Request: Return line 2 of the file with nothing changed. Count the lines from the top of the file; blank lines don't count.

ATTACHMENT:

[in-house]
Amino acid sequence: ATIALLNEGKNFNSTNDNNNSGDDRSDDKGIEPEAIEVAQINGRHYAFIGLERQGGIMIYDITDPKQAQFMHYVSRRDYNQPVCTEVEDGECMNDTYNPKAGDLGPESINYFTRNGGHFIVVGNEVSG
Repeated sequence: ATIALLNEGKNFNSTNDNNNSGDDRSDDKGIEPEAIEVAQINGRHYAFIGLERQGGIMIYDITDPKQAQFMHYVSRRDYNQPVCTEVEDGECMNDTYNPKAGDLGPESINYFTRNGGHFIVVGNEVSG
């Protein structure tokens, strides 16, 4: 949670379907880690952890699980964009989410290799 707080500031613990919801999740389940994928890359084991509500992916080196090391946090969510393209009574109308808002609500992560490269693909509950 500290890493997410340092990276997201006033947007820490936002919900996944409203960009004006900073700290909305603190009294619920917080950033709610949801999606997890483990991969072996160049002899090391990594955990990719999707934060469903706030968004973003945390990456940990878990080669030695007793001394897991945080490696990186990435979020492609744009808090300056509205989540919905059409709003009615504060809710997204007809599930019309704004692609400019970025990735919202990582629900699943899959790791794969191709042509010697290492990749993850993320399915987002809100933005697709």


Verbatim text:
Amino acid sequence: ATIALLNEGKNFNSTNDNNNSGDDRSDDKGIEPEAIEVAQINGRHYAFIGLERQGGIMIYDITDPKQAQFMHYVSRRDYNQPVCTEVEDGECMNDTYNPKAGDLGPESINYFTRNGGHFIVVGNEVSG